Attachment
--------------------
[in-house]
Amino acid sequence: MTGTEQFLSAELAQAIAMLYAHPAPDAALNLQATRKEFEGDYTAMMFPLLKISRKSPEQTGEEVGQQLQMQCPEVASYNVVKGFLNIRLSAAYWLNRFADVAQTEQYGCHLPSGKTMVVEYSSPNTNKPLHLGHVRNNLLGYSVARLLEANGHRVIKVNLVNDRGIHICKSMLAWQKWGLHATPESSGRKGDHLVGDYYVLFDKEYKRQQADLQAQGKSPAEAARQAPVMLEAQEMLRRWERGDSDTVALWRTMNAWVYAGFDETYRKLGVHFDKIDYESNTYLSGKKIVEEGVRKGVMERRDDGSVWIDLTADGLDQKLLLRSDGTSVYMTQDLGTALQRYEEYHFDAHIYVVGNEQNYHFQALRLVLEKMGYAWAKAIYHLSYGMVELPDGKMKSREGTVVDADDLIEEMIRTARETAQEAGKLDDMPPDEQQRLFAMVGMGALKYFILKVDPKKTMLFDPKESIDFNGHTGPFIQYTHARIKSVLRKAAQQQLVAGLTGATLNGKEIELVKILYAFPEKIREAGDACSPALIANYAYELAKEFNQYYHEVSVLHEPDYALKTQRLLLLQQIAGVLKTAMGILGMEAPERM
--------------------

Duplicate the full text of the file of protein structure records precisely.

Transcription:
[in-house]
Amino acid sequence: MTGTEQFLSAELAQAIAMLYAHPAPDAALNLQATRKEFEGDYTAMMFPLLKISRKSPEQTGEEVGQQLQMQCPEVASYNVVKGFLNIRLSAAYWLNRFADVAQTEQYGCHLPSGKTMVVEYSSPNTNKPLHLGHVRNNLLGYSVARLLEANGHRVIKVNLVNDRGIHICKSMLAWQKWGLHATPESSGRKGDHLVGDYYVLFDKEYKRQQADLQAQGKSPAEAARQAPVMLEAQEMLRRWERGDSDTVALWRTMNAWVYAGFDETYRKLGVHFDKIDYESNTYLSGKKIVEEGVRKGVMERRDDGSVWIDLTADGLDQKLLLRSDGTSVYMTQDLGTALQRYEEYHFDAHIYVVGNEQNYHFQALRLVLEKMGYAWAKAIYHLSYGMVELPDGKMKSREGTVVDADDLIEEMIRTARETAQEAGKLDDMPPDEQQRLFAMVGMGALKYFILKVDPKKTMLFDPKESIDFNGHTGPFIQYTHARIKSVLRKAAQQQLVAGLTGATLNGKEIELVKILYAFPEKIREAGDACSPALIANYAYELAKEFNQYYHEVSVLHEPDYALKTQRLLLLQQIAGVLKTAMGILGMEAPERM